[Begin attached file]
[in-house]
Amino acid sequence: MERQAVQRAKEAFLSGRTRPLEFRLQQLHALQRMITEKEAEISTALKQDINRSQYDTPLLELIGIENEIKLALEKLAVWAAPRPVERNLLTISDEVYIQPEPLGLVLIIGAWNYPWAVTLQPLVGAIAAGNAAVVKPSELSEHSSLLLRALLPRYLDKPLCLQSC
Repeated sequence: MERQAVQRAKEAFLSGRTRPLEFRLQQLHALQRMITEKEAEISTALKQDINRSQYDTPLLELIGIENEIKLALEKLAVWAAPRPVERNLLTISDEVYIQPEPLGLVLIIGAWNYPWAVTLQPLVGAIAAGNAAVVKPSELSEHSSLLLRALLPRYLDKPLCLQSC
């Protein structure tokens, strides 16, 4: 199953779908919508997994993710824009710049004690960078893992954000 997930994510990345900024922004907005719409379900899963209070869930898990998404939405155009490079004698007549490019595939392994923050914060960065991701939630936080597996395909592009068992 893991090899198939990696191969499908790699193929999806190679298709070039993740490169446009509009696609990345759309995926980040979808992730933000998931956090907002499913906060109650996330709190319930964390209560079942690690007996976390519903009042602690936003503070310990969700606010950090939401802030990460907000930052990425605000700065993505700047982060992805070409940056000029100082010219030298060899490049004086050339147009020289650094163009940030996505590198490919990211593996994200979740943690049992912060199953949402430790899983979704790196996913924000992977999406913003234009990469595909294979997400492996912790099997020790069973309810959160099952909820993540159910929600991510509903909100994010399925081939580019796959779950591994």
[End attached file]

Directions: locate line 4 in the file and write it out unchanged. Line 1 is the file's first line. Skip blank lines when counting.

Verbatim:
């Protein structure tokens, strides 16, 4: 199953779908919508997994993710824009710049004690960078893992954000 997930994510990345900024922004907005719409379900899963209070869930898990998404939405155009490079004698007549490019595939392994923050914060960065991701939630936080597996395909592009068992 893991090899198939990696191969499908790699193929999806190679298709070039993740490169446009509009696609990345759309995926980040979808992730933000998931956090907002499913906060109650996330709190319930964390209560079942690690007996976390519903009042602690936003503070310990969700606010950090939401802030990460907000930052990425605000700065993505700047982060992805070409940056000029100082010219030298060899490049004086050339147009020289650094163009940030996505590198490919990211593996994200979740943690049992912060199953949402430790899983979704790196996913924000992977999406913003234009990469595909294979997400492996912790099997020790069973309810959160099952909820993540159910929600991510509903909100994010399925081939580019796959779950591994």